Pasta alla carbonara is a pasta specialty with a empirical pedigree because it comes from the city of Rome. The recipe consists of  the following ingredients: eggs, cheese (Pecorino Romano or Parmigiano-Reggiano), bacon (guanciale or pancetta), and black pepper. Legend has it that Pasta alla carbonara was first made as a hearty meal for Italian charcoal workers. The dish was first introduced in the middle of the 20th century as a tribute to the Carbonari (charcoalmen), a secret society that was prominent in the unification of Italy. One of the best places to find pasta carbonara while in Rome is Trattoria Da Danilo.

The final stop on this YOLO journey through regional taste of Italy will be Naples.  A city known for its delicious pizza. The authentic Neapolitan pizza is generally made with San Marzano tomatoes and buffalo mozzarella. While the crust served in many restaurants tends to be thicker, my personal favorite is the one named after Queen Margherita (adding basil to the other ingredients described above). As you walk through the streets of Naples you will be able to smell the fresh scent of pizza emanating from the brick ovens onto the city street. For the best pizza in the world I recommend Pizzaria Brandi, which first opened in 1780 under the ownership of Pietro Coliccio, who become known as Pietro il pizzaiuolo (Peter the Pizza maker).  Cantanapoli is another restaurant famous for its pizza in Naples.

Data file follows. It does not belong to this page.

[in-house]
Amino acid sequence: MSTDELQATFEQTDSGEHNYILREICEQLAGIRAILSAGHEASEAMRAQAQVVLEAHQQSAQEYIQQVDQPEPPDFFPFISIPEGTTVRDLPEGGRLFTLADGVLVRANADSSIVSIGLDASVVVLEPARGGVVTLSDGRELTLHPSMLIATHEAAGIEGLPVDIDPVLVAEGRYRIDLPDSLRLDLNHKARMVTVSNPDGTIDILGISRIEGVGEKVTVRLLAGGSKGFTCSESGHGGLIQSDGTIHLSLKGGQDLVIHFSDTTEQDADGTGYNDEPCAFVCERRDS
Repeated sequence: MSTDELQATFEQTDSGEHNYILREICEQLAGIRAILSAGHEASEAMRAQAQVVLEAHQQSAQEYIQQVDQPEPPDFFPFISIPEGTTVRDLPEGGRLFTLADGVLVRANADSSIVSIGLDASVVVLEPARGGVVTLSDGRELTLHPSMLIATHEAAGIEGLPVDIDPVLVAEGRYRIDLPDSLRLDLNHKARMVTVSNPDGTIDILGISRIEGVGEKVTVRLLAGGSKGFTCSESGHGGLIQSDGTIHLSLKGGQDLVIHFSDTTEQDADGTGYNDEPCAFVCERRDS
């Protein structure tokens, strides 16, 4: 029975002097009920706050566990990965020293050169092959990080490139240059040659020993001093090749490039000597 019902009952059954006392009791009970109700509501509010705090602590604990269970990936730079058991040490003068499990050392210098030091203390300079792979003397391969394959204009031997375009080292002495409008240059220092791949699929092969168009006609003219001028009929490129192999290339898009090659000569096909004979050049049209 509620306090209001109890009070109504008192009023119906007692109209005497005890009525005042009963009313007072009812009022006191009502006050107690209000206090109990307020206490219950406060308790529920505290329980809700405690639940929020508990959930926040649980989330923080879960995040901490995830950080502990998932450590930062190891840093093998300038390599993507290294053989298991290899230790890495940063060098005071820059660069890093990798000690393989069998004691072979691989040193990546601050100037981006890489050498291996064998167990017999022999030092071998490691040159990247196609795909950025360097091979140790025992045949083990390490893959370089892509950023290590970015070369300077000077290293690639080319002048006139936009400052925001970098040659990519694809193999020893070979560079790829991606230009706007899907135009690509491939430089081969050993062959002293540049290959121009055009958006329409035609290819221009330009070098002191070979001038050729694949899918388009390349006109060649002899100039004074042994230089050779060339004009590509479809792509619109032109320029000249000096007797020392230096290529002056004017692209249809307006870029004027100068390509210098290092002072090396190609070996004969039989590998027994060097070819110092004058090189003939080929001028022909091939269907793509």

Has reading this article made your tummy long for some yummy Italian food? You should certainly add a trip to Italy to your bucket list. Once you return home we would be delighted to hear from you. Feel free to add impressions from your trip as a comment at the end of this article. If you are feeling even more bold and daring, please try one of the many recipes that we listed here. We would like to hear from you too.

This article was written by: Delton Henderson and Amber Perlmutter  © 2012 Solvere Group LLC.
Jun 052012

Paris: Scarfs, Berets and Unforgettable Gardens

Paris is not only known around the world as the city of lights, glamour, and romance. It is home to countless fashion trends in terms of accessories for both men and woman as well as more than 400 formal parks/gardens some dating back to the 17th century. It is a city that the whole world can take pride in.

Did you know Ancient Rome is one of the first origins of the scarf, where it was used to keep clean and called the sudarium or  “sweat cloth.”By the 20th century scarves became one of the most essential and versatile accessories. Printed scarves are now available internationally through high fashion design houses such as Burberry, Missoni, Etro, Lanvin, Hermès, Ferragamo, Dior, and Prada. And it is around this time that people started to name various stylized knots.